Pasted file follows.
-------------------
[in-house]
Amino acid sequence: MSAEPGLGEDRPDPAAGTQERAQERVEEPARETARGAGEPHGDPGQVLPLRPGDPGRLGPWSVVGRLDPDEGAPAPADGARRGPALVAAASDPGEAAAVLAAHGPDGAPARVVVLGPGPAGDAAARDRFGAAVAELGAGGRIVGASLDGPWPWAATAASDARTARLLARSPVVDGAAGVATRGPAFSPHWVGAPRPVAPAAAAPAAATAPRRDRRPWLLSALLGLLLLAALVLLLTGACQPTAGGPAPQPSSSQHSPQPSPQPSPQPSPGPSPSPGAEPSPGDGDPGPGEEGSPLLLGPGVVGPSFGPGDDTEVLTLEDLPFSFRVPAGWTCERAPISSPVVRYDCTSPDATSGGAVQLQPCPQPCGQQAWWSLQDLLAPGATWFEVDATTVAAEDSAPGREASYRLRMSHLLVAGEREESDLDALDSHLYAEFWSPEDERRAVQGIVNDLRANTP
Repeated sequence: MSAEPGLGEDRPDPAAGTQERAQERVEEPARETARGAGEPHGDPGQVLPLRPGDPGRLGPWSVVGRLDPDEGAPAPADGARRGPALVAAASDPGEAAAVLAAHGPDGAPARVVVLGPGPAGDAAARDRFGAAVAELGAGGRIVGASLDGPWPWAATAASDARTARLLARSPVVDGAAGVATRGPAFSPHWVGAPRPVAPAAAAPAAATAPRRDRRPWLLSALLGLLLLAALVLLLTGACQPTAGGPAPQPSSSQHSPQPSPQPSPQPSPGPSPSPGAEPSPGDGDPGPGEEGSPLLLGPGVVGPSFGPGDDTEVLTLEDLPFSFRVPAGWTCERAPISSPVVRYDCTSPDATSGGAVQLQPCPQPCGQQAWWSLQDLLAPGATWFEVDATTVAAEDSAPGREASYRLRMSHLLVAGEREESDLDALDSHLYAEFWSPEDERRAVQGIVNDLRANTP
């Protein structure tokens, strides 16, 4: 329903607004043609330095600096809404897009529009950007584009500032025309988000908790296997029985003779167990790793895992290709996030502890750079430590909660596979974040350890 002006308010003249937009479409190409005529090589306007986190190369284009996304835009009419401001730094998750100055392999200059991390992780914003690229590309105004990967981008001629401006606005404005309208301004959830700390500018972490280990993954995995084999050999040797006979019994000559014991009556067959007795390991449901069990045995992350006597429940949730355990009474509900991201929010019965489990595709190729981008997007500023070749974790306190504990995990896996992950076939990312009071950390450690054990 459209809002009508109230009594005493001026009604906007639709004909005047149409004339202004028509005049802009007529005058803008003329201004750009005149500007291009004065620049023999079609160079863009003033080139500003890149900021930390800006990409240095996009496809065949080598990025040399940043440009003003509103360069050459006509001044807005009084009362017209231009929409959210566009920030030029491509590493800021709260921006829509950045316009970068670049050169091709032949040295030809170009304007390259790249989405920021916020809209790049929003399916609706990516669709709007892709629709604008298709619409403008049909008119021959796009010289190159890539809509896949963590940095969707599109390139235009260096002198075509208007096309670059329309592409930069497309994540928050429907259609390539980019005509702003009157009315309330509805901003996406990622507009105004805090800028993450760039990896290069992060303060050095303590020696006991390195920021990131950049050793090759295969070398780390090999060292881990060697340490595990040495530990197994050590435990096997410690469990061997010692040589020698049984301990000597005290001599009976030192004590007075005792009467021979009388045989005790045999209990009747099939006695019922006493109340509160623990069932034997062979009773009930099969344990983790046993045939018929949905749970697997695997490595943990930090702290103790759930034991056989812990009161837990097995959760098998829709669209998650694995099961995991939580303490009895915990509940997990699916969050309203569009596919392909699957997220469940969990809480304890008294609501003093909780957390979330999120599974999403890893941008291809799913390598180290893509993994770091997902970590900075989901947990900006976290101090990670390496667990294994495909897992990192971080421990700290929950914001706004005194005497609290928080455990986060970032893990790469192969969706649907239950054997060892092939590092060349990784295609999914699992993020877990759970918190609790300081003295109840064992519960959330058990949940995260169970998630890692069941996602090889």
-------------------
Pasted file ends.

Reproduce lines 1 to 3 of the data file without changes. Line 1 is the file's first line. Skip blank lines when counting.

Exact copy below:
[in-house]
Amino acid sequence: MSAEPGLGEDRPDPAAGTQERAQERVEEPARETARGAGEPHGDPGQVLPLRPGDPGRLGPWSVVGRLDPDEGAPAPADGARRGPALVAAASDPGEAAAVLAAHGPDGAPARVVVLGPGPAGDAAARDRFGAAVAELGAGGRIVGASLDGPWPWAATAASDARTARLLARSPVVDGAAGVATRGPAFSPHWVGAPRPVAPAAAAPAAATAPRRDRRPWLLSALLGLLLLAALVLLLTGACQPTAGGPAPQPSSSQHSPQPSPQPSPQPSPGPSPSPGAEPSPGDGDPGPGEEGSPLLLGPGVVGPSFGPGDDTEVLTLEDLPFSFRVPAGWTCERAPISSPVVRYDCTSPDATSGGAVQLQPCPQPCGQQAWWSLQDLLAPGATWFEVDATTVAAEDSAPGREASYRLRMSHLLVAGEREESDLDALDSHLYAEFWSPEDERRAVQGIVNDLRANTP
Repeated sequence: MSAEPGLGEDRPDPAAGTQERAQERVEEPARETARGAGEPHGDPGQVLPLRPGDPGRLGPWSVVGRLDPDEGAPAPADGARRGPALVAAASDPGEAAAVLAAHGPDGAPARVVVLGPGPAGDAAARDRFGAAVAELGAGGRIVGASLDGPWPWAATAASDARTARLLARSPVVDGAAGVATRGPAFSPHWVGAPRPVAPAAAAPAAATAPRRDRRPWLLSALLGLLLLAALVLLLTGACQPTAGGPAPQPSSSQHSPQPSPQPSPQPSPGPSPSPGAEPSPGDGDPGPGEEGSPLLLGPGVVGPSFGPGDDTEVLTLEDLPFSFRVPAGWTCERAPISSPVVRYDCTSPDATSGGAVQLQPCPQPCGQQAWWSLQDLLAPGATWFEVDATTVAAEDSAPGREASYRLRMSHLLVAGEREESDLDALDSHLYAEFWSPEDERRAVQGIVNDLRANTP